• Basic clinical examination
  • Discussion/advice

Package for Insemination with Chilled Semen

This includes:

  • Uterine swab and cytology (in house)
  • Ultrasound and vaginal speculum examinations to monitor for stage of cycle and impending ovulation (up to 5 scans)
  • Insemination
  • Assessment of semen
  • Basic drugs (Estrumate or equivalent and Chorulon/Ovuplant)
  • Post insemination checks for fluid accumulation and ovulation
  • Day 16 and day 28 pregnancy scans

This package may be suitable for mares managed from home or at stud. For those that are stabled a long way from the practice, are better examined in stocks or where the vet advises it may be appropriate to stable the mare at the clinic during her examinations, this will incur an eatra livery fee. Not included in the price of this package are visit fees, sedation, bacteriology fee, bloods for EVA and clitoral swabs for CEM and the price of treatments for endormetritis.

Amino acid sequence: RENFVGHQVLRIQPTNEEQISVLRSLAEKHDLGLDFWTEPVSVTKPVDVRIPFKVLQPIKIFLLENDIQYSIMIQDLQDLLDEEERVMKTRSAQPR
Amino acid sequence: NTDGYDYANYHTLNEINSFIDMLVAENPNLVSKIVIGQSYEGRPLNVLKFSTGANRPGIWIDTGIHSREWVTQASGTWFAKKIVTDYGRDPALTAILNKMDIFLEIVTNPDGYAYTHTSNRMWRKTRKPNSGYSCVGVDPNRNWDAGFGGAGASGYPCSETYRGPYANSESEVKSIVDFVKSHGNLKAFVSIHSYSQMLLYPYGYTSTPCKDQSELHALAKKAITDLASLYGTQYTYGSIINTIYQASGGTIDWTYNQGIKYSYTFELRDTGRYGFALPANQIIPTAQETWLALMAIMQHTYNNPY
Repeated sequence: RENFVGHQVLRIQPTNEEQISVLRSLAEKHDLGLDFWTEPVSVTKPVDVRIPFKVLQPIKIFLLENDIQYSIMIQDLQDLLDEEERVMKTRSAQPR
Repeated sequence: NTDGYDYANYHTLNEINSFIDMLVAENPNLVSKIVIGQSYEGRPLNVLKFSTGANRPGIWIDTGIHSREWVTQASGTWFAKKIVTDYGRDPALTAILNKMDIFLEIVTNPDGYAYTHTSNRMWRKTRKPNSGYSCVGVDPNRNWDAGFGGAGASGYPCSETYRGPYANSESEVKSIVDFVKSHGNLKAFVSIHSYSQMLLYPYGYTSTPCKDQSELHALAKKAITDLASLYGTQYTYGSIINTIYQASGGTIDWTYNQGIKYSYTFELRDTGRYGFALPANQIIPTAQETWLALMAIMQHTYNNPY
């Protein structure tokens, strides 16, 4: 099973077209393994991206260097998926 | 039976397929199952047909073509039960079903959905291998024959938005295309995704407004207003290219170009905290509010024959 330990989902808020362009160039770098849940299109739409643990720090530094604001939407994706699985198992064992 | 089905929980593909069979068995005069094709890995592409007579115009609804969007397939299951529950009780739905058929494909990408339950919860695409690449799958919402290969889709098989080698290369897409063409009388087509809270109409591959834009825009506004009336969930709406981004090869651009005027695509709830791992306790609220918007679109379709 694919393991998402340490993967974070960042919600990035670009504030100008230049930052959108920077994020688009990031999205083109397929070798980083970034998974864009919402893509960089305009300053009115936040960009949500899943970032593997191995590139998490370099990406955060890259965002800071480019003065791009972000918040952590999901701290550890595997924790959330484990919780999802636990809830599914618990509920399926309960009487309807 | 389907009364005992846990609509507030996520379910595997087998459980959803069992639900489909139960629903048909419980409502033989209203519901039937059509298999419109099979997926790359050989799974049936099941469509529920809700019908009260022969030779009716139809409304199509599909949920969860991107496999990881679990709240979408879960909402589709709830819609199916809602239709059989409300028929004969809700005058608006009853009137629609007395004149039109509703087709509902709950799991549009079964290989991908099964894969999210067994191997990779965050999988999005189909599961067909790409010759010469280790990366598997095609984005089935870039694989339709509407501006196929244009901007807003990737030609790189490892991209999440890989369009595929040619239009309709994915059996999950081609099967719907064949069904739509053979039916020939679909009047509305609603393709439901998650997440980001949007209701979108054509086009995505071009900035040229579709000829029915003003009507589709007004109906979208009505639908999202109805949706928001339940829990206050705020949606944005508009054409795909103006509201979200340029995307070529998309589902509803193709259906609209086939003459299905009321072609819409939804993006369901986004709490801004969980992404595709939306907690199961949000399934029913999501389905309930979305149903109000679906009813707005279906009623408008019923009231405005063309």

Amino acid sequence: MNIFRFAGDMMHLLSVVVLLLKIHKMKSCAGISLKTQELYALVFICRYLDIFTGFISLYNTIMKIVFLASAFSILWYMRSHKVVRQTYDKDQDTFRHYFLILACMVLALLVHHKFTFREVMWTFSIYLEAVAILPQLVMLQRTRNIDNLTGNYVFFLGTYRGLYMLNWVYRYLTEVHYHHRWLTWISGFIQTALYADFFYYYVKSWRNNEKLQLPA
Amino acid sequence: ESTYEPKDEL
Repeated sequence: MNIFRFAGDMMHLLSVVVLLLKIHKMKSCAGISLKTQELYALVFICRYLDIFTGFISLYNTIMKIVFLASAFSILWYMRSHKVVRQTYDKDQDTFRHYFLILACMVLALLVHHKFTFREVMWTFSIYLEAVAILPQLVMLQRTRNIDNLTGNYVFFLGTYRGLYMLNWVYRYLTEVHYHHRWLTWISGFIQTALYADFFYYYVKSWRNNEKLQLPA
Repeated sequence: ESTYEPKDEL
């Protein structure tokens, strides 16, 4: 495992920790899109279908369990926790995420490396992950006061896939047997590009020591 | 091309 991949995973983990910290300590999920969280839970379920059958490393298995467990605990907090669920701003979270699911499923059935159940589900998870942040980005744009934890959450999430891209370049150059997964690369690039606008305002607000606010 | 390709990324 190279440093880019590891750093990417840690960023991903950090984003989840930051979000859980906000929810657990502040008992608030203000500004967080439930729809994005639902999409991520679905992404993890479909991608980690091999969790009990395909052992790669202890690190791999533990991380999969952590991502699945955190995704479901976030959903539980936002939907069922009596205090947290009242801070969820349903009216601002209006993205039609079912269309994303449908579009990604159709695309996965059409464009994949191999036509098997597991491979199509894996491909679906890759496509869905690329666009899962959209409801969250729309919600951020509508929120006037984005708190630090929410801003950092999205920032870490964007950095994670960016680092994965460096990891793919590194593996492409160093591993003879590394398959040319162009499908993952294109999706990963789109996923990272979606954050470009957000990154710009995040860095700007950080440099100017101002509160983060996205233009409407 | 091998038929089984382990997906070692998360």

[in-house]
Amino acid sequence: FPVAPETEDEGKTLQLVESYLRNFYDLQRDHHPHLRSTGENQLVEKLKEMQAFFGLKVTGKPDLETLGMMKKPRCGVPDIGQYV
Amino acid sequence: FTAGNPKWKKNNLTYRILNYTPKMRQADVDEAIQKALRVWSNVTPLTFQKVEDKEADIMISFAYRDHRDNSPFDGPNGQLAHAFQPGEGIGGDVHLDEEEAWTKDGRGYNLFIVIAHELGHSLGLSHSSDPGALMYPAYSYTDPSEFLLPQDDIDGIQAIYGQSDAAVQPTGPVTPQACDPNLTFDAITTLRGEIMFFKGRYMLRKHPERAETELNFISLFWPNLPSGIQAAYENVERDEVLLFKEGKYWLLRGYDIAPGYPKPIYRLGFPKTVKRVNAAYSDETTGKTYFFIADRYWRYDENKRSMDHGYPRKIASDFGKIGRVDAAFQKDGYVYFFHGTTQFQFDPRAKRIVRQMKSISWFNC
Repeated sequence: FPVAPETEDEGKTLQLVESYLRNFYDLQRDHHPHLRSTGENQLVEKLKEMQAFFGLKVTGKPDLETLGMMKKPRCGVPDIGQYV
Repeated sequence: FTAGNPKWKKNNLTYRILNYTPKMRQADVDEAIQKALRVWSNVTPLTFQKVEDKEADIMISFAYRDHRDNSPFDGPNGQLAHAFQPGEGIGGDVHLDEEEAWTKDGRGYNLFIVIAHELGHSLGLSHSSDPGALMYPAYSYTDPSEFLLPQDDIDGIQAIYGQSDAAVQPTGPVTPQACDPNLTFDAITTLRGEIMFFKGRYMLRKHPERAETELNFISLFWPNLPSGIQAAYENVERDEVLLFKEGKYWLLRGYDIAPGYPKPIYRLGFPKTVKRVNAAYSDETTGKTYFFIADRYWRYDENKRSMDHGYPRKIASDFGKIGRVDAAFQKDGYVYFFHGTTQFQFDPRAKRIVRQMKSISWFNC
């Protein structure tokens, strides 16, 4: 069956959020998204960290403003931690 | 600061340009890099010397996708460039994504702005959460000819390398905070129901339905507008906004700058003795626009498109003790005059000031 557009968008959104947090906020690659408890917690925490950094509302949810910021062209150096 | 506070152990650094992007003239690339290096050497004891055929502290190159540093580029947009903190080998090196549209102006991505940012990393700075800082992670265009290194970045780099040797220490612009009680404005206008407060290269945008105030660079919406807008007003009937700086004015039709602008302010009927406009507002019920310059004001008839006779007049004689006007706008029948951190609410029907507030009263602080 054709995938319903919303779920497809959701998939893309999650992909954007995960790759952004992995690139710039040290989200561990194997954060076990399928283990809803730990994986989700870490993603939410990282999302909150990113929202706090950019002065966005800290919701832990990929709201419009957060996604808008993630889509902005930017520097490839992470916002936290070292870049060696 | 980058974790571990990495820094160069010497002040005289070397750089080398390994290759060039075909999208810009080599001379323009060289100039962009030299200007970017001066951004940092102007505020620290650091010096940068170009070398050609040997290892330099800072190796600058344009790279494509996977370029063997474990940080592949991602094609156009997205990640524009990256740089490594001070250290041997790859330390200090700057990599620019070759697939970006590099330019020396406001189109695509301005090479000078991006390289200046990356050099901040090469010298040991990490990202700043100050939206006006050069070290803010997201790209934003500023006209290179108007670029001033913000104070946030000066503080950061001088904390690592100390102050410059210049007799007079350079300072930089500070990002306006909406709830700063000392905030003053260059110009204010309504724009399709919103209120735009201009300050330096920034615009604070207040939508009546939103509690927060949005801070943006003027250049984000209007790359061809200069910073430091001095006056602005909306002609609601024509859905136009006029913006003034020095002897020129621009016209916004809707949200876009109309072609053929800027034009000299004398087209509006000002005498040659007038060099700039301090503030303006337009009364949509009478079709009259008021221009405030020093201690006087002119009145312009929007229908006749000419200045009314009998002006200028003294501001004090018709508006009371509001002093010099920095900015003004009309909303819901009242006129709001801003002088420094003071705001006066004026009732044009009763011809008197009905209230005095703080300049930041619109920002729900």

Frozen Semen Package

This includes:

  • Endometrial swab (cytology and bacteriology)
  • Ultrasound and speculum examination to ensure insemination at the best of time
  • Livery (4 days)
  • Basic drugs (Estrumate, Ovuplant.Chorulon, Oxytocin)
  • Insemination
  • Storage and assessment of semen
  • Post insemination checks of endoretritis
  • Day 16 and day 28 pregnancy scan

This package is for mares that are stabled at the Kilmarnock Clinic. Mares will have to stay at the clinic for a minimum of 3 days. This package does not include sedation, EVA bloods or clitoral swabs for CEM. The mare will also commonly require a visit prior to admittance to the clinic and as such will incur a visit fee.


Most of us are not set up for and do not wish to handle a stallion, so the majority of male equines are castrated to prevent the unwanted behavior that is associated with sexually mature, entire animals. Castration is a common procedure but it is not without complications, which are commonly exempt from cover by insurance, so think carefully before purchasing a colt.

Most colts are castrated at a young age but sometimes older stallions undergo the procedure. Sexually active males that are castrated will usually retain stallion like behaviour following surgery.

We try to castrate most animals in the spring or autumn to avoid the complications associated with flies and mud.